By Michael Usey
Wendell Berry is a farmer from Kentucky; he is also a poet. One of my favorite poems of his is called Manifesto: The Mad Farmer Liberation Front. The poem starts with a description of the way we have died to true values and have entombed ourselves with petty appetites that lend no meaning long term. The poem begins: “Love the quick profit, the annual raise, vacation with pay. Want more of everything ready-made. Be afraid to know your neighbors and to die. And you will have a window in your head. Not even you future will be a mystery anymore. Your mind will be punched in a card and shut away in drawer. When they want you to buy something, they will call you. When they want you to die for profit they will let you know.”
The only answer, according to Berry, is to be crazy enough to follow God. He writes, “So friends, every day do something that won’t compute. Love the Lord. Love the world. Work for nothing. Take all that you have and be poor. Love someone who does not deserve it … Ask questions that have no answers … Plant sequoias … Laugh. Laughter is immeasurable. Be joyful though you have considered all the facts … As soon as the … politicos can predict the motions of your mind, lose it. Leave it as a sign to mark the false trail, the way you didn’t go. Be like the fox, who makes more tracks than necessary some in the wrong direction. Practice Resurrection.”
He ends this manifesto with those 2 words that sum the entire poem: “Practice resurrection.” Curious words. We are not God; we cannot resurrect any one; in fact, some of us can barely get through the day. What does it mean to practice resurrection?
We know all too well the practice of cruxifiction. We see it daily in the news, in the tears of friends, and in our own faces, sleepless and worn. But what do we know of resurrection? Dead bodies we’ve seen, but a new body bursting out of the rot of death–such a sight has never yet adorned the cover of Time magazine.
Resurrection is not something that we see every day. As a matter of fact, it’s something that we have never seen, only experienced. It has only happened once in the history of the world. So if a crucified world is to know resurrection, we Christians must practice it. We must think of new ways to bring the power of Easter to this world’ we must act it out daily. We must become conduits of the love and energy of the Almighty God. We are to be everyday reminders to people that death–in all its forms–is not the final word. As citizens of the coming kingdom of God, we are called to be heralds of God’s incredible power, which, even now, is bursting forth. Death could not hold Jesus; it will not be able to hold us, by God’s grace and power.
To practice resurrection is to put the power of Easter into our lives; it is to live in the way that Jesus calls us to live. It is to love our enemies: both our corporate enemies, like terrorists and hatemongers, and our personal enemies, like the sassy neighbor down the street that doesn’t curb her dog, the difficult family member, or the person at work who lies about you. Practicing resurrection means to love all of these. And loving them means praying for them. This is easier said than done, and it’s not humanly possible, in direct contrast of what our human nature cries out for us to do and feel. But it is like God, and God can transform us if we desire it.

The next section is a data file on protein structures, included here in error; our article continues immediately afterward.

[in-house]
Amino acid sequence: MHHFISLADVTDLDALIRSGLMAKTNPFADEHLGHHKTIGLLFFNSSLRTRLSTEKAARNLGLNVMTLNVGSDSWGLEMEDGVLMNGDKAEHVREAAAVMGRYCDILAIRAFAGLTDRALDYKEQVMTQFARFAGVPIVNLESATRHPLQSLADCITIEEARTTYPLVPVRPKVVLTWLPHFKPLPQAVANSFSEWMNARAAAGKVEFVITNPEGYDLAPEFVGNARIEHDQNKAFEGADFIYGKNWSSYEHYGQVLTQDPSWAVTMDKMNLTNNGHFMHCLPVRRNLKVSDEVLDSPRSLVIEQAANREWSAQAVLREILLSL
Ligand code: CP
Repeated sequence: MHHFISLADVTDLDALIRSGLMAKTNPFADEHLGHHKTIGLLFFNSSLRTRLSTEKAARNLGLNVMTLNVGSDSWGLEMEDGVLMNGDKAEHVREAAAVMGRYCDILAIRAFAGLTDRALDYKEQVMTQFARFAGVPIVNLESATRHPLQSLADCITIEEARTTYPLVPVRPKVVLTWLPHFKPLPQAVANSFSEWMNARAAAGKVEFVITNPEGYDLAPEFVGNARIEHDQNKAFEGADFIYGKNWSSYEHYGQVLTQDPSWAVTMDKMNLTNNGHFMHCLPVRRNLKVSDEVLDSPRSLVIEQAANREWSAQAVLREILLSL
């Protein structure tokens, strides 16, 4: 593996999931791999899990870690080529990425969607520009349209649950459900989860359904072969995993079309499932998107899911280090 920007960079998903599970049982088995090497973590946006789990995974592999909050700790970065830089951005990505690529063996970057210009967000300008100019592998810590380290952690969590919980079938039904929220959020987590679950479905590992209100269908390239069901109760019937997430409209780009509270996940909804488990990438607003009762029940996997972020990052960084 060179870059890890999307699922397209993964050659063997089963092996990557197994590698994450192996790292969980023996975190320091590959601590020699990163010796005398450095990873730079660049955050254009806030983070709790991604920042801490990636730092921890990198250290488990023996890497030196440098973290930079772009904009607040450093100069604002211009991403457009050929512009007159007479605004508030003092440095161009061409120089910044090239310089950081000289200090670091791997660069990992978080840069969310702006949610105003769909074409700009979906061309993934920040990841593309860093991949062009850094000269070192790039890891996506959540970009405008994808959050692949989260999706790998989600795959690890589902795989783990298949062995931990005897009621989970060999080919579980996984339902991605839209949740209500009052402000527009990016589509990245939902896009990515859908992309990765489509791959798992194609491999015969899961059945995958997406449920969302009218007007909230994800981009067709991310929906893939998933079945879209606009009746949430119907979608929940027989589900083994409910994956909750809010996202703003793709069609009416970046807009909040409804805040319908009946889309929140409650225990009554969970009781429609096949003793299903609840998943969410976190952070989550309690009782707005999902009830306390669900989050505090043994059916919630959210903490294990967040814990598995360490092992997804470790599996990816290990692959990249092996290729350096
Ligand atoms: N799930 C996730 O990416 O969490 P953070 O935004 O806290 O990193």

Practicing resurrection means talking with your brother or sister when he or she has something against you. This is extraordinarily difficult to do sometimes, to say to someone, “Look, I know there’s a problem between us. Can we talk about it?” It is taking a surprising initiative for peace, the same way that Christ did: “While we were still sinners, Christ died for us.”
Likewise, it is not repaying evil for those who do us evil. One of the proverbs that I have been considering during Lent was this one: “Do not rejoice when your enemy meets trouble. Let there be no gladness when he falls.” It kind of takes all the fun of hoping for something bad to happen to someone, doesn’t it?
My birth-family’s favorite odd Easter story is this: When my brother Tony was 7-years-old, my mother took him on an Easter egg hunt. Now my brother was a little boy like the kind Nathan is: adventurous and athletic. So Tony ended up with a huge basket full of eggs. There was another little boy there that had hunted for eggs but hadn’t found any. My mother, trying to teach Tony the Christian value of sharing, asked him to give the boy a few of his eggs. Tony did. When the grand prize number was announced, the little boy won with one of the eggs that Tony had given him. My brother and mother were sick at heart. And to make matters worse, the little boy did not share with Tony any of all the fun gifts and treats that he won. It was a hard lesson for a 7-year-old to learn. A couple of years ago, I asked Tony what he learned thorough that experience, and he said with a laugh, “What do you think I learned? I learned never, ever to give any eggs away, and to push down any little kid that asked me for one.” But really, the lesson took hold, in spite of this unpleasant incident. My parents succeeded in instilling a generous spirit in him. Giving away the grand prize egg was just a bump–a painful bump, mind you–but just a bump in teaching him the life truth of being generous in the way that God is generous. My parents taught him to practice resurrection with his money and possessions.
This Easter, I invite you to give it a try: practice resurrection. Who knows what it will look like.